NASCAR Racing: Dover


Welcome NASCAR race fans to my NASCAR blog. For the second race in the chase for the Sprint Cup and the 28th race of the NASCAR Sprint Cup Series season, they go to Dover International Speedway in Dover, DE. I find this concrete “Monster Mile” produces some great racing. I go to the race in May, but not this one in September. Maybe because I am not thrilled with the hype of the chase.

As you know, the chase was set after the race at Richmond International Raceway. The top twelve in points make up the chase and no one will be allowed into the top ten any more.  The first race in the chase was at New Hampshire Motor Speedway. Clint Bowyer won the race when Tony Stewart ran out of gas at the White Flag. Denny Hamlin was close behind Clint in second.

After the race, all cars passed the post race inspection. But Bowyer’s 33 car was taken to NASCAR R&D center and was found 1/16 inch out of whack. He was penalized 150 points.They will appeal. But this brings up something about the chase. Ryan Newman is no longer very far away in points from Clint. And with the chase, will not be able to catch Clint.

So, I must ask the question, why is the chase good for NASCAR? In years past, drivers could race their way into or out of the top ten in the last few races. Now the champion is based on the performance of twelve drivers in the last ten races of the season. Instead of the best driver through 36 races. I fail to understand why that might be exciting.

And according to television ratings, neither do most fans. The racing was great at NHMS, but ratings were way down. Some blame the coverage. And I have to agree, it leaves something to be desired. I watch because I love watching racing. But the casual fan might not be as forgiving. NASCAR gives great hype about the playoffs beginning in New Hampshire. And no one cared to watch. I say it is the chase itself that is chasing the fans away. NASCAR wanted to bring in the football fan and so started their version of a playoff. But I really don’t think football fans will be watching the “roundy-rounds” just because there is now a playoff system in place.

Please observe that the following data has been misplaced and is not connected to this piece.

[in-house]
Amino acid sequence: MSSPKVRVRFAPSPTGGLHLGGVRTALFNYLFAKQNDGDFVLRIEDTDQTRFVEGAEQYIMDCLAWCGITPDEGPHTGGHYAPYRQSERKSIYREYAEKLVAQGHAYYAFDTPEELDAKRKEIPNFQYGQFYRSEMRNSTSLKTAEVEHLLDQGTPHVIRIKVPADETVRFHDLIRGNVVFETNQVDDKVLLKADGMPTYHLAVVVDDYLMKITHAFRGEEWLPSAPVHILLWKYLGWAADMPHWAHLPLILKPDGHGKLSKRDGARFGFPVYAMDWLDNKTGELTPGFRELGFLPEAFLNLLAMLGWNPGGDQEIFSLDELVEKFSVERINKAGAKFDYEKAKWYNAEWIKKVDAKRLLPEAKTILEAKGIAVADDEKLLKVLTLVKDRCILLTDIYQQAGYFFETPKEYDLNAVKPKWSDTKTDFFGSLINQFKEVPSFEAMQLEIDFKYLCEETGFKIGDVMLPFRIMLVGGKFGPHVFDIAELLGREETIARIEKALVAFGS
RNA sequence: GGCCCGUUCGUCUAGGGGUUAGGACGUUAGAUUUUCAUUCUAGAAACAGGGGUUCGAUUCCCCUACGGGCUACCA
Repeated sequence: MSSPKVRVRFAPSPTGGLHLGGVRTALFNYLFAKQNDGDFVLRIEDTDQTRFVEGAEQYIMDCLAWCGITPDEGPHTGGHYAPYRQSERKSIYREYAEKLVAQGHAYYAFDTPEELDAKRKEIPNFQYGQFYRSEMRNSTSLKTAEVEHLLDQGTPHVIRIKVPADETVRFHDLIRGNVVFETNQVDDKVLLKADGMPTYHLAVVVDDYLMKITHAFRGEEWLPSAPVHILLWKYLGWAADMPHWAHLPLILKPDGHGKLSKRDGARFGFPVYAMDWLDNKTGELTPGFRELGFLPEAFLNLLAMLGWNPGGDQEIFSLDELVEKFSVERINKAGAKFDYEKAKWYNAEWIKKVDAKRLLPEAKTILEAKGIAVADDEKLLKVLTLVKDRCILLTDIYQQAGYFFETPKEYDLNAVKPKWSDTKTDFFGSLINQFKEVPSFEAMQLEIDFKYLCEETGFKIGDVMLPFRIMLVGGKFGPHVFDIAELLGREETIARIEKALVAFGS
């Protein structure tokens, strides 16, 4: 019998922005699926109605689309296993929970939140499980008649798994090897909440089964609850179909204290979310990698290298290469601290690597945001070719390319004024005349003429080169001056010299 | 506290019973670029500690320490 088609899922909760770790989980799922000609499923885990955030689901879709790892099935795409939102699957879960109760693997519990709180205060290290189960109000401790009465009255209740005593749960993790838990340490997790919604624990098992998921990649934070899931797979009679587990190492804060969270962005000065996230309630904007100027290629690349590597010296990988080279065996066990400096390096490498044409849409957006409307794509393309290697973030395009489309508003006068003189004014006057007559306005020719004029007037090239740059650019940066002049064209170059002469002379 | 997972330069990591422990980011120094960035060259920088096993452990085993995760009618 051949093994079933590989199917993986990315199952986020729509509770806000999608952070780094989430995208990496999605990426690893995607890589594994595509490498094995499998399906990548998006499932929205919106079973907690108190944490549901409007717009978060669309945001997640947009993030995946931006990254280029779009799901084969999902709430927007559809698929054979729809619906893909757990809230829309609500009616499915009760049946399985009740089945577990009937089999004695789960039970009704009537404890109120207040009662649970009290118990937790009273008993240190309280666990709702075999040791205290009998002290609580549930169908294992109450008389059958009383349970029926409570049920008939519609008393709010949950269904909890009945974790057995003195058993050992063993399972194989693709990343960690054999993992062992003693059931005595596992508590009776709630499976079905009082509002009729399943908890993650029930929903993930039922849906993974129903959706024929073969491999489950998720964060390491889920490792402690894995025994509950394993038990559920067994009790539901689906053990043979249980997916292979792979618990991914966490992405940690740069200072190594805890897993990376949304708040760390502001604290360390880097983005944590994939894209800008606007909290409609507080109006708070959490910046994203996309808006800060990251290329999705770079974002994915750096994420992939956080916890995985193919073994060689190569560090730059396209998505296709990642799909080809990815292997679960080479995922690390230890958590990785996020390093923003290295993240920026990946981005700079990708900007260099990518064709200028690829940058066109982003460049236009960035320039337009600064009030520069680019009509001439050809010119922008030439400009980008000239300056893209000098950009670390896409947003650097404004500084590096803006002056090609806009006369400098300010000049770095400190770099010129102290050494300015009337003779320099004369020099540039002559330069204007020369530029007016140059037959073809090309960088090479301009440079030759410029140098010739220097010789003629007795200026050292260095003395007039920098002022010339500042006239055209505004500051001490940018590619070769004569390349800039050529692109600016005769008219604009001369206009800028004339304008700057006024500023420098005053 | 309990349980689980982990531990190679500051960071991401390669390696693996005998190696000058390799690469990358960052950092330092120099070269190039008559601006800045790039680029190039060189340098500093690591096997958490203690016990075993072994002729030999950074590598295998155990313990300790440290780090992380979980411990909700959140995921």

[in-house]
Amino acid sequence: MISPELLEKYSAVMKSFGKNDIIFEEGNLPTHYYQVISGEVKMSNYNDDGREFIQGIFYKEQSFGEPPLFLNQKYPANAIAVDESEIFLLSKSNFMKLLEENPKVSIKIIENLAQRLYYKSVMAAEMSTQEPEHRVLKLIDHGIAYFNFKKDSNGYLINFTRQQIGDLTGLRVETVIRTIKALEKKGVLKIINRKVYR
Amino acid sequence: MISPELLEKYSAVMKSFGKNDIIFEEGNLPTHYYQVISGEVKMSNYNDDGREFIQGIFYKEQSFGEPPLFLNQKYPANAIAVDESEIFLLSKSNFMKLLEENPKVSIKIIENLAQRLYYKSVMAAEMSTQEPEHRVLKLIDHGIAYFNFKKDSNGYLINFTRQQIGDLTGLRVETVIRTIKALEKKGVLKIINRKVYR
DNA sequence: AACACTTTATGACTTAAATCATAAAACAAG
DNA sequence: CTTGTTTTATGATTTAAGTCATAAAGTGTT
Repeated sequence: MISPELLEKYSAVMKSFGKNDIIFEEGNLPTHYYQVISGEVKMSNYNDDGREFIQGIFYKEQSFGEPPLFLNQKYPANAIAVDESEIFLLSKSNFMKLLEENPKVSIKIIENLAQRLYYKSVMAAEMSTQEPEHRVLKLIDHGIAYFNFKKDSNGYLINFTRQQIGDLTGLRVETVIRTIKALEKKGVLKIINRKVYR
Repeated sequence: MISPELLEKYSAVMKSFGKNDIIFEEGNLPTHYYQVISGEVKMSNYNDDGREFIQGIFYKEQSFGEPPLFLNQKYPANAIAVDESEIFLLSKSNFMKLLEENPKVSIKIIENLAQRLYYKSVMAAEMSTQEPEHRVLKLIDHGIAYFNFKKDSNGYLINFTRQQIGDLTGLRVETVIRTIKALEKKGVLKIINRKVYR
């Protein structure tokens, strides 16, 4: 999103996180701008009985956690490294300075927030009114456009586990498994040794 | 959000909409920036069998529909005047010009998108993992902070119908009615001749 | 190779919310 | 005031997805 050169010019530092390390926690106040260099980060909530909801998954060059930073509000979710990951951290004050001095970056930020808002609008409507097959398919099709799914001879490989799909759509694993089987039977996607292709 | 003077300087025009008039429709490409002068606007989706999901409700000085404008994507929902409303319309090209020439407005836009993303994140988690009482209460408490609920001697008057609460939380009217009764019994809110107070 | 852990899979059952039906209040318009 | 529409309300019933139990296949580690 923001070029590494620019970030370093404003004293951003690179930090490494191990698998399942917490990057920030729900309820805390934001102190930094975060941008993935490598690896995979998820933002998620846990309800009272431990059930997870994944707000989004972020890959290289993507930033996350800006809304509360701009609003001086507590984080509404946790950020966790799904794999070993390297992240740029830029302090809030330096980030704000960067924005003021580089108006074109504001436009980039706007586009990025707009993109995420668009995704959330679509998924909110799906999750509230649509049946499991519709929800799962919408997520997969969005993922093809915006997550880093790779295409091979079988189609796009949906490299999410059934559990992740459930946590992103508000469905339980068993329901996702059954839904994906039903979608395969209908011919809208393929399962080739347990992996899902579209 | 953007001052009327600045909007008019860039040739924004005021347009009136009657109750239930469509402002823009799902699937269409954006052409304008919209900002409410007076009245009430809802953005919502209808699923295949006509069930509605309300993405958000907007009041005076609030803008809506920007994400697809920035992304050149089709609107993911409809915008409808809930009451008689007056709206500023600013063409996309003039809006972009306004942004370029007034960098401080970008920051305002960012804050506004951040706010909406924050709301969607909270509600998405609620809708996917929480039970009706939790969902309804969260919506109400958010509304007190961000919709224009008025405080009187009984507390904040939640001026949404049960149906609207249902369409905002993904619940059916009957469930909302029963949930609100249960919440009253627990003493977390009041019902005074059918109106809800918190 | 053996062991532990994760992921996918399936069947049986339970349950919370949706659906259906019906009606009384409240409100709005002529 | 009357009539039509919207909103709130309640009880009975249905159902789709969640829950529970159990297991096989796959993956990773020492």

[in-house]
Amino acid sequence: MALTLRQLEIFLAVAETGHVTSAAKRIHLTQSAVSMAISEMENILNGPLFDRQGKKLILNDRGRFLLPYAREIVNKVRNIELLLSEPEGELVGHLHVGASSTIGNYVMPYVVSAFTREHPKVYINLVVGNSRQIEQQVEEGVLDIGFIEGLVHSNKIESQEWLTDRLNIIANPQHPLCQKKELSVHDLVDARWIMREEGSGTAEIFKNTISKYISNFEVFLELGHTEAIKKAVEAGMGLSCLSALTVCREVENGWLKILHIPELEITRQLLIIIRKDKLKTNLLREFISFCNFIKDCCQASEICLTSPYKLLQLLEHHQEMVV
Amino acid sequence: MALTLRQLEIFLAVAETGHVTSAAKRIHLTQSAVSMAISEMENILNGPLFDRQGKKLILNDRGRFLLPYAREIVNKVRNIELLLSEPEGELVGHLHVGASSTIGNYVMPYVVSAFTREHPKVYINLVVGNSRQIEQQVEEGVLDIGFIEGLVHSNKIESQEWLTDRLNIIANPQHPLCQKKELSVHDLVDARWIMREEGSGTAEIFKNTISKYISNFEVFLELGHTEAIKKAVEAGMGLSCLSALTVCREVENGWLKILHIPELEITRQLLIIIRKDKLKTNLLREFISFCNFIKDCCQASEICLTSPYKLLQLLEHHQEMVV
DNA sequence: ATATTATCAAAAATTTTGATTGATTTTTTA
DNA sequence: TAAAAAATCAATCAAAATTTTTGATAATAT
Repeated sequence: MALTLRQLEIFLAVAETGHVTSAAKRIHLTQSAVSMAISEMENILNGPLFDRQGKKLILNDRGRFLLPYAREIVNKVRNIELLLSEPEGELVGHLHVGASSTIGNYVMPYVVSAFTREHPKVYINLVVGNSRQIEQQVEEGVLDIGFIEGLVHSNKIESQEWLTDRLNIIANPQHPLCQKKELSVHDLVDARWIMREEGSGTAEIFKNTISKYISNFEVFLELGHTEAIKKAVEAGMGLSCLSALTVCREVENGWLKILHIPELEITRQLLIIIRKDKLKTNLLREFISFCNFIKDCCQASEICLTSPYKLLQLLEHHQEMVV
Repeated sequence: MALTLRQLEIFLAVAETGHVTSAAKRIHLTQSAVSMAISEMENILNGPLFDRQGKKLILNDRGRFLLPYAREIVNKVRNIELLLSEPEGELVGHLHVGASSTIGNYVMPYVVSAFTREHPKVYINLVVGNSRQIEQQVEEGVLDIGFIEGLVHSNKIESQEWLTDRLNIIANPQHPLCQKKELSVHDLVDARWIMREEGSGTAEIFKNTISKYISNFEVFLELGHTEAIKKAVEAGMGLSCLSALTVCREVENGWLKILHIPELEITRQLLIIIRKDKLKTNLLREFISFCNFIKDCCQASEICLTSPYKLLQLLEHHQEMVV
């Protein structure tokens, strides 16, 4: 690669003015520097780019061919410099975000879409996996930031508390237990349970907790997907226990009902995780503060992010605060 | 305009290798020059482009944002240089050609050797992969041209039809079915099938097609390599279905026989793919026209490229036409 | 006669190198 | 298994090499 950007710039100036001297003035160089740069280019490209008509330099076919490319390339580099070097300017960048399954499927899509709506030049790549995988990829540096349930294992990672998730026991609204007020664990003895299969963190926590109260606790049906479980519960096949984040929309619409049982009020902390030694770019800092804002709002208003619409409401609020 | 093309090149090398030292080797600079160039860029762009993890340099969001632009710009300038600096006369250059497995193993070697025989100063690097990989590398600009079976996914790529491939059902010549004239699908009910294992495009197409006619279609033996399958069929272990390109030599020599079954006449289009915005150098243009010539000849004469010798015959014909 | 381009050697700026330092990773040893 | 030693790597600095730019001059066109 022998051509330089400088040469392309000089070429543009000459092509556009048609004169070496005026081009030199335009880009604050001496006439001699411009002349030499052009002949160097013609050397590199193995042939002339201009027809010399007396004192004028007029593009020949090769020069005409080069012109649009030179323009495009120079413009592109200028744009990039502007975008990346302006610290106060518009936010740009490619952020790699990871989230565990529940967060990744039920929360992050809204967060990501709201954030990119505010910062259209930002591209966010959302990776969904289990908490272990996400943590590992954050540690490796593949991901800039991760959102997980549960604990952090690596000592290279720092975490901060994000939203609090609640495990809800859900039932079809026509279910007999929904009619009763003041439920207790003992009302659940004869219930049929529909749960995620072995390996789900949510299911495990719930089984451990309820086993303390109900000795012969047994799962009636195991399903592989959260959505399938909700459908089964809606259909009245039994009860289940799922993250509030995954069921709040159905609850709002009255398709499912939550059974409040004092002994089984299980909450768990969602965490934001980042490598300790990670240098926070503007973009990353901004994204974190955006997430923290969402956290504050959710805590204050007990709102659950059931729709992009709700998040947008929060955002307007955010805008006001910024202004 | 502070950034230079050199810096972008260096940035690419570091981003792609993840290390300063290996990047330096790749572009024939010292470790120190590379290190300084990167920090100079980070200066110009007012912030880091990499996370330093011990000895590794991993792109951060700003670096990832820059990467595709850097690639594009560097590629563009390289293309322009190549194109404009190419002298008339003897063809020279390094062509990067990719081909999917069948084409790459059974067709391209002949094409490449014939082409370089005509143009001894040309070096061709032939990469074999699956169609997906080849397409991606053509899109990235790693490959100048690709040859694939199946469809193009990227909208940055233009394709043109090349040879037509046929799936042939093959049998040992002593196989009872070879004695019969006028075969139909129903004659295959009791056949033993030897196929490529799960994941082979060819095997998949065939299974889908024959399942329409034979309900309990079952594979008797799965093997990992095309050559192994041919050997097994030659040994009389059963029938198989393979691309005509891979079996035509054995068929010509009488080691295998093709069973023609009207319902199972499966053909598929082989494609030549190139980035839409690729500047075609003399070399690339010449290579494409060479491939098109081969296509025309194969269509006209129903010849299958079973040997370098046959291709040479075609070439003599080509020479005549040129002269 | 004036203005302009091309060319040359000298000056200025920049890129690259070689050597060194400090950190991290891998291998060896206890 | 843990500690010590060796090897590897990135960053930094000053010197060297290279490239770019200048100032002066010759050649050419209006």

NASCAR might better go back and try to get the regular NASCAR fans back, instead of trying to get football fans to watch. Football fans will watch football. And with the chase in place, the NASCAR fans of 31 drivers may rather be doing something else. It may be a great story line for the media, but if they want the fans watching, the last ten races would be more exciting if all 43 drivers were doing more than just being on the track. Why racing should be more exciting because the Cup title is given to one of twelve drivers and the 12th place driver has an equal opportunity to win, is beyond me. They are still racing in 36 races and there are still 43 drivers out there at each track competing for the win. Only with the chase, only twelve matter. Who would care to watch that? According to the ratings and the number of fans who come to the last ten races, not many.

In my opinion, the chase is chasing away fans rather than bringing them in. Is it more exciting to crown the champion of ten races, than the champion of 36 races? I don’t think so. Racing is racing. Each race is different. Each race is exciting. racing is exciting. Trying to make it more exciting with a playoff system doesn’t make it more exciting. It just cuts off fans of 31 drivers. In my opinion.

Brought to you by Sheila Hawley. Thank you for listening. I love NASCAR.


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